It’s more vital than ever after Brexit that the Northern Powerhouse is a success

 
Jeffrey Mountevans
BRITAIN-ARCHITECTURE-LEEDS
Leeds is a hub for the development of blockchain technology (Source: Getty)

I have just returned from a tour of the “Northern Powerhouse” cities: Liverpool, Manchester, Leeds, and Sheffield. While this is a trip that nearly all my recent predecessors as lord mayor have made, this programme had added weight following the country’s vote to leave the European Union.

It goes without saying that UK trade and industry must work together to ensure the best possible outcome for our commerce and communities. With this in mind, it was great to spend six days among the UK’s buzzing economic hubs in the North – as well as attending cultural and creative industries’ events in York and County Durham.

I spent considerable time with heads of businesses, universities and local government, exploring the support they need from the government, and the policies and investment that will deliver sustained, long-term growth to the region. This growth will be good not only for the North, but for the whole of the UK.

Liverpool, for example, is a critical gateway for this nation’s global trade. During my visit, I saw the Liverpool 2 port expansion scheme, which will double its container capacity. Meanwhile, Sheffield showcases the next generation of British manufacturing – as I saw at Castings Technology International and the Innovation Technology Centre.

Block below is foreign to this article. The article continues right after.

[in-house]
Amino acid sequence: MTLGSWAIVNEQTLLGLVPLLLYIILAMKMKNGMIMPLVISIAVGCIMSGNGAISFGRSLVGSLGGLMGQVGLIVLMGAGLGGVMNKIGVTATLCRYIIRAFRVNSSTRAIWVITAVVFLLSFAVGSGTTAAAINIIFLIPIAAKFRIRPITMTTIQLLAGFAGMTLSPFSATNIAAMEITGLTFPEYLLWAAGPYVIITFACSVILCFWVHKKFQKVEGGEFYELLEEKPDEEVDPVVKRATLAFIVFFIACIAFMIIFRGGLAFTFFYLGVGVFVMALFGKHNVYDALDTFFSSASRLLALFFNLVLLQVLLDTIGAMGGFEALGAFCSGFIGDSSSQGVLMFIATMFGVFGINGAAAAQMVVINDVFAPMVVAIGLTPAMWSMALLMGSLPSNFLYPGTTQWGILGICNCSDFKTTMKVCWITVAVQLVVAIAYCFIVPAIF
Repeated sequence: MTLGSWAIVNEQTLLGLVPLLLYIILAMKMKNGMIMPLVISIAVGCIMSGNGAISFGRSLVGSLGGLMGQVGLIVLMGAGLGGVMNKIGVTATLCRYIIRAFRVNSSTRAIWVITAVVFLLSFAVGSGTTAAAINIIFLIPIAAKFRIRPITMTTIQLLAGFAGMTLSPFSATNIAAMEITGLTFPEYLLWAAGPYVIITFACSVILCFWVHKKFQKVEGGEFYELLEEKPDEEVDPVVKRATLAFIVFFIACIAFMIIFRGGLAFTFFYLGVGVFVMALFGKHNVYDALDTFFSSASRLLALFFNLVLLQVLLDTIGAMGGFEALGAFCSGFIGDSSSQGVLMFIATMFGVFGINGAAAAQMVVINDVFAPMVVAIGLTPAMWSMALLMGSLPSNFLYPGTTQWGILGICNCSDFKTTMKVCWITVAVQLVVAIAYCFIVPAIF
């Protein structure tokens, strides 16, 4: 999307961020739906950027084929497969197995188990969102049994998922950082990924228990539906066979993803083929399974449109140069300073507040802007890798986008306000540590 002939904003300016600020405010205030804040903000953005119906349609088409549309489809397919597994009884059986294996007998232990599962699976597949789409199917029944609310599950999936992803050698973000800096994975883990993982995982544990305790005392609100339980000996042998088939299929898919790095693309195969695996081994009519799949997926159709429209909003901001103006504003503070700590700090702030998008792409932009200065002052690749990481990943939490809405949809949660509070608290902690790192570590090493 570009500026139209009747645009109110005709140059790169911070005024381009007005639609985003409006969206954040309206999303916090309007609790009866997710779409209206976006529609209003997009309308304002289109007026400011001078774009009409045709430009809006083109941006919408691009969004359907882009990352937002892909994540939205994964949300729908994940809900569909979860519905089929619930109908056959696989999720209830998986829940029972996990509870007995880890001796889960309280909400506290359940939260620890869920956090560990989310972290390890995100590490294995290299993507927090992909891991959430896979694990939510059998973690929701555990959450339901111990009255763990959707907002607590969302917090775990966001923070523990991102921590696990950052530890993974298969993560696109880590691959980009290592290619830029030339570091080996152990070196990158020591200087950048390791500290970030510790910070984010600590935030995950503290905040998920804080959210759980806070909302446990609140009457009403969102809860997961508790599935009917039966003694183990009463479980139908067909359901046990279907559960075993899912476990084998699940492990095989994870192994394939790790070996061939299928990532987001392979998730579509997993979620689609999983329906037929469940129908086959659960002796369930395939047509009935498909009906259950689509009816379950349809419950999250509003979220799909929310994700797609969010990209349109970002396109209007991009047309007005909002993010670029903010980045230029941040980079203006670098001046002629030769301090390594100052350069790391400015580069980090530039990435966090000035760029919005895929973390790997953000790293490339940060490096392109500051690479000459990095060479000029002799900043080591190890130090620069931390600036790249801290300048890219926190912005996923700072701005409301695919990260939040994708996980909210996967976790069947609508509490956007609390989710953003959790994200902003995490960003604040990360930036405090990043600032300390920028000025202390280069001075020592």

Read more: Northern Powerhouse investment at risk after UK's Brexit vote

It was also terrific to witness the world-leading research and development work undertaken at our premier universities – such as the remarkable development of graphene at the University of Manchester, and the development of “sensor city” at the Liverpool Science Park.

Following discussions on blockchain and distributed ledger research in Leeds, I am particularly interested in the future deployment of these technologies in order to enhance industries and public services across our country. Continued partnership between universities and industry will build a strong platform for innovative growth across Northern England.

Connectivity was a central theme of my trip, with every mention of the proposed Northern Powerhouse Rail scheme, or HS3, met with enthusiasm in meetings with local business leaders. There is strong desire for the airport expansion question to be resolved swiftly too, and we welcome the chancellor’s confirmation that a decision will be taken this autumn – with the construction of a third runway at Heathrow being the overwhelming preference, as it will enhance global connectivity for businesses across our country.

Read more: Brexit makes new runways at both Heathrow and Gatwick more urgent than ever

The desire for connectivity goes beyond tangible infrastructure, however. There is, for example, huge business support for the rollout of high speed broadband, perceived as a “quick win” for business which will foster a new generation of high-tech businesses.

As lord mayor of London, the most heartening part of my visit was the genuine desire of the UK’s major Northern cities to work with London in ways that accentuate the individual strengths of each urban area, rather than trying to compete directly with each other. My overriding impression, which I will be reporting back to colleagues in London at length as well as to potential investors on my overseas trips, is that our Northern Powerhouse is growing, ambitious, and open for business, and is a vital component to the UK professional and financial services offer.

City A.M.'s opinion pages are a place for thought-provoking views and debate. These views are not necessarily shared by City A.M.